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Silence - Cinemaholic Movie Reviews — LiveJournal
one person's obsessive addiction to film
Directing: B
Acting: B+
Writing: B
Cinematography: B+
Editing: B

One could call Silence a bit of a Rorschach test of faith. It likely plays wildly differently to audiences depending on their own level of piousness. And I mean this as a compliment: Martin Scorsese is offering something here for everyone on the religious spectrum. It's to his credit that I, an atheist, found this story about devout Portuguese priests in 17th-century Japan to be compelling. It's what The Passion of the Christ could have been, if it didn't border on fetishizing crucifixional violence.

Silence, on the other hand, while featuring several scenes of torture, never dwells on violence specifically. Father Rodrigues (Andrew Garfield), rather, must reckon with his own conscience when it comes to renouncing God in the name of ending the suffering of others. In this time of Japanese persecution of Christians, who practically worship Rodrigues himself over the God he professes to bring them closer to, the villagers are tortured, and sometimes killed, unless he apostatizes.

As a "godless" person myself, with a bit of a tortured Christian past, it took me a while to get used to all this talk of "Christian persecution," when such notions are bandied about in our current culture for truly trivial reasons by comparison. The Christians of 17th century Japan weren't getting their panties in a twist over the design of a coffee cup. These people faced actual persecution. But the persecutors, while clearly unjustified in their methods, have a valid point, as they point to Rodrigues's "arrogrant dream of a Christian Japan." Indeed, Christianity remains a tiny minority religion in Japan today.

With an endurance test of a run time -- 161 minutes -- it takes a while to get there, but Silence builds up, not so much to a climax as a rather illuminating conversation between Rodrigues and the priest he and his fellow father Garrpe (Adam Driver) have been sent on a mission to find. This priest is Ferreira, played by Liam Neeson, and he notes that the Japanese culture is so different that the missionairies didn't even realize how much in their teachings actually got lost in translation. And this begs some interesting questions: Rodriguez is both horrified and touched that the Christian villagers willingly sacrifice themselves rather than renounce their faith. But are they dying for the faith, or for Rordrigues himself? Scorsese smartly never feeds this answer to his audience; it's up to us to decide. As for me, I really don't know which it is. Clearly we are meant to understand that pride is part of Rodrigues's problem, even as Andrew Garfield looks more and more like Christ as the movie goes on.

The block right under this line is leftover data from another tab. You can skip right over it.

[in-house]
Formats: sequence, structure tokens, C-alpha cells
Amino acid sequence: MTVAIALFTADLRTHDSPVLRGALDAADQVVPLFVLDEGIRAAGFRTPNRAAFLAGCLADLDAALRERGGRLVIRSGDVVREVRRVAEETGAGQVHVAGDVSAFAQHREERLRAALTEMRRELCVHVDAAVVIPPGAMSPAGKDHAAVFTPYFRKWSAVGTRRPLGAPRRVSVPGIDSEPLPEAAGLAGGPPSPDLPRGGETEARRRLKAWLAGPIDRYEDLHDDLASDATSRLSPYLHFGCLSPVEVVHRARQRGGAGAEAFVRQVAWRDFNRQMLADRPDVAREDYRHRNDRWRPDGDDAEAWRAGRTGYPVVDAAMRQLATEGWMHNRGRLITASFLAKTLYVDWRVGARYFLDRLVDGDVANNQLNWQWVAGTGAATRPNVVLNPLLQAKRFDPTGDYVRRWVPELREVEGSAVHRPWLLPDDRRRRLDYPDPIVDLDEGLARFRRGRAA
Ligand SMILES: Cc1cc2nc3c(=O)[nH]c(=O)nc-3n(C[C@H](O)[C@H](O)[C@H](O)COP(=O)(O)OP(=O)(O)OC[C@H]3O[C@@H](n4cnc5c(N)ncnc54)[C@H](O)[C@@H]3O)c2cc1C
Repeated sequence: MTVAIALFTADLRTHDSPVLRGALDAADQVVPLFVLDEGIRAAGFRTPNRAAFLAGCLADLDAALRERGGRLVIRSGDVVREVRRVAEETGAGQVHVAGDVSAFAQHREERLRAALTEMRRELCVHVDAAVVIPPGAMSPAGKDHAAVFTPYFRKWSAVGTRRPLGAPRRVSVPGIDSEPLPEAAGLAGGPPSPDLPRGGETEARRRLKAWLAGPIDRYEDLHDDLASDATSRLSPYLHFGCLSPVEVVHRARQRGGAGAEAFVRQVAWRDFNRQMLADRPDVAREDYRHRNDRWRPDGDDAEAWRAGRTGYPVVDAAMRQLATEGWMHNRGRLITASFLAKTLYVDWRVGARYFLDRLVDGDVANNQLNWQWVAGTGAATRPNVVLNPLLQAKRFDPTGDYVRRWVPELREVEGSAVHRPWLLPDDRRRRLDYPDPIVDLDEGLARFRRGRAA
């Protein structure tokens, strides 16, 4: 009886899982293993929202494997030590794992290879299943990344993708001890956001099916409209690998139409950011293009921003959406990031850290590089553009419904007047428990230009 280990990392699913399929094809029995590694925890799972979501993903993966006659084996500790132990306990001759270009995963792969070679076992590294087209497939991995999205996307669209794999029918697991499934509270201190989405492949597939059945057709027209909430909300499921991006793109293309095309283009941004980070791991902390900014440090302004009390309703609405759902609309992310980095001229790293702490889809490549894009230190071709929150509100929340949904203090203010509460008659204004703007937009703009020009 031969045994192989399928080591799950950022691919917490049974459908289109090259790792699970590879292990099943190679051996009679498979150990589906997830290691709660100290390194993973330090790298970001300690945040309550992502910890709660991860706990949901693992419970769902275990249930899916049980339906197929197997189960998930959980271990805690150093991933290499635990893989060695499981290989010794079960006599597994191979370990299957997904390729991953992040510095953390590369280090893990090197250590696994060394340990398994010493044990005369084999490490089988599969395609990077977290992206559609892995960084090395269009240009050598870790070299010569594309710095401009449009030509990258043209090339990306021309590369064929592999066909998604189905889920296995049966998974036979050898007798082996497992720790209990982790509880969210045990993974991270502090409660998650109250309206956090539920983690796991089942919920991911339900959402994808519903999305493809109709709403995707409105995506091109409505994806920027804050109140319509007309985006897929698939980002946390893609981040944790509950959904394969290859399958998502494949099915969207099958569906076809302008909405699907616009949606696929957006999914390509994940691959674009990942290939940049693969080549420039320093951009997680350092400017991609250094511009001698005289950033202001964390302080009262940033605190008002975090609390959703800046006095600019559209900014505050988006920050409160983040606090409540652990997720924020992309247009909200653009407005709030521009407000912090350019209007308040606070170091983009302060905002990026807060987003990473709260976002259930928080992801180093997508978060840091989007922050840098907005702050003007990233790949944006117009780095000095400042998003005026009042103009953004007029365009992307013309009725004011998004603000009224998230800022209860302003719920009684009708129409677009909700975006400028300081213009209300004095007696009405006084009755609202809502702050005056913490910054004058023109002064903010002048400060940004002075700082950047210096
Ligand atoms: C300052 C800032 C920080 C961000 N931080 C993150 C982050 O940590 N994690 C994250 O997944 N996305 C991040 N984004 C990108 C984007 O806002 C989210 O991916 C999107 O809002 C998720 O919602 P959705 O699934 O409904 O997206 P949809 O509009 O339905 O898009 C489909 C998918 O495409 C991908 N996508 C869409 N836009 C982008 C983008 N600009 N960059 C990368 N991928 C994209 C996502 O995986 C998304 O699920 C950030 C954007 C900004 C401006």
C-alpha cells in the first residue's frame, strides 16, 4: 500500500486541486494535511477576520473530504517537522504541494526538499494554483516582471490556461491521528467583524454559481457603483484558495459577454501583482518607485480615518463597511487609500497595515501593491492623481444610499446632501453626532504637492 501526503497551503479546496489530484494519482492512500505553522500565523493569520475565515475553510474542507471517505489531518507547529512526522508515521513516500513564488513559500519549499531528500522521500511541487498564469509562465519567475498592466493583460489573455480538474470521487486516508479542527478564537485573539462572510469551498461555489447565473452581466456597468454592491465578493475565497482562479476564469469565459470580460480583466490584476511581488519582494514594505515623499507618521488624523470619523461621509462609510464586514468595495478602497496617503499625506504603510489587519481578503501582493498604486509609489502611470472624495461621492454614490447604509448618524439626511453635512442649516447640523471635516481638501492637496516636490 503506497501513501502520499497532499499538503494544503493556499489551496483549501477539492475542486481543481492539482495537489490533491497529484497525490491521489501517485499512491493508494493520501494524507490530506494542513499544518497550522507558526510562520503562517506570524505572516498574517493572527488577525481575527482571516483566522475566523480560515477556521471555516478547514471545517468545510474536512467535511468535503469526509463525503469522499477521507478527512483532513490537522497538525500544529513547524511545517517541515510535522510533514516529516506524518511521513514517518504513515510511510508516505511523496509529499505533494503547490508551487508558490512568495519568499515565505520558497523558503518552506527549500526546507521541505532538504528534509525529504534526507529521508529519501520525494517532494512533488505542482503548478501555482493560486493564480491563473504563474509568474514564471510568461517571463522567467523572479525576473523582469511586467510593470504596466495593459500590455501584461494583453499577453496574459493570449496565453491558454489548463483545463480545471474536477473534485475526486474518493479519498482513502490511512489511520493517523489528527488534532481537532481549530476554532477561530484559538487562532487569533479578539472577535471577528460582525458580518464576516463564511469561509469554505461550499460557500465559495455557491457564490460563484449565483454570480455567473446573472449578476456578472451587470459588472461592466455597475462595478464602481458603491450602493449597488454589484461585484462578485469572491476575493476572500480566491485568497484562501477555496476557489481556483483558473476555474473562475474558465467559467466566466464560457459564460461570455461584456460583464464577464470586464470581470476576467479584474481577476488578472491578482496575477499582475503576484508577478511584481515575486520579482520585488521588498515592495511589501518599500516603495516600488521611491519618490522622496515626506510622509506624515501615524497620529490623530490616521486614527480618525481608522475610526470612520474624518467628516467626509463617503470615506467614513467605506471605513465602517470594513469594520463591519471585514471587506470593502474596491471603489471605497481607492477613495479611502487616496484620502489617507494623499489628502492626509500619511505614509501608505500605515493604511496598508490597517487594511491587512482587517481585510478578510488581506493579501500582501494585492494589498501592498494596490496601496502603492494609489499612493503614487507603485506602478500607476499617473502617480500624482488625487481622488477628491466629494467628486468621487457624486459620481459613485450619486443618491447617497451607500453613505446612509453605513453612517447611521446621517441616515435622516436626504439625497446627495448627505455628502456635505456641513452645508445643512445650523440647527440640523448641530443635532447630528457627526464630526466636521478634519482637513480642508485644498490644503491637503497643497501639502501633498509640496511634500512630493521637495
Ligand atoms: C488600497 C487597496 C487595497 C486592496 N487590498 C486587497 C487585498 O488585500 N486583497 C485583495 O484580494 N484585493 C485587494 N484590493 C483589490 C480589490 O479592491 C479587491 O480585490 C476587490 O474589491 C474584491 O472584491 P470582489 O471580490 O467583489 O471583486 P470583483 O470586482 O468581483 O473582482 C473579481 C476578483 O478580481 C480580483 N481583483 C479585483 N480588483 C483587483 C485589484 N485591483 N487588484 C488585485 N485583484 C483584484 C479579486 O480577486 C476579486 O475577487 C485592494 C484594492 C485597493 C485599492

Silence, with its plethora of beautiful vistas as the backdrop for these struggles, is deceptively simple on the surface, layered complexities underneath. It's not the most accessible movie in the world. The opening scene, in which Rodrigues and Garrpe discuss with another priest (Ciarán Hinds) whether or not to go looking for Ferreira, is a bit stilted in delivery. Andrew Garfield and Adam Driver speak with unusual accents. I can't say the pace exactly picks up, but neither does it ever drag; for a movie as long as it is, and given the subject matter, Silence is surprisingly consistent with its compelling storytelling.

To me, it shows how destructive religious imperialism can be. To others, it reflects the endurance of the human spirit through faith. Can the Japanese be blamed for resenting any outside attempt to alter their ancient culture? Granted, there's a wide gulf between resentment and persecution. But their demands can be seen by some as laughably simple: much is made of how they demand Christians step onto the image of Christ with their foot. This comes up again and again. But, for the faithful in this place and time, such an act is unconscionable. The idea of doing it just for the sake of easing the suffering of others is what brings Rodrigues to a crisis of faith.

So for me, Silence falls a bit short on its ability to elicit genuine sympathy. I see a reflection of a time and place that operated primarily on ignorance -- as can be said of a large majority of history the world over, really. It's more like anthropology through historical cinema. Somewhat of a curiosity. A rather long curiosity. Others will take it in very different ways. And to be fair, plenty of people on both sides of this particular divide will still just find it tedious. This movie is not exactly an entertainment, at least that much should be known. Those with an appreciation for layered storytelling at least should not find it a waste of time.

Andrew Garfield has his faith tested in SILENCE.

Overall: B
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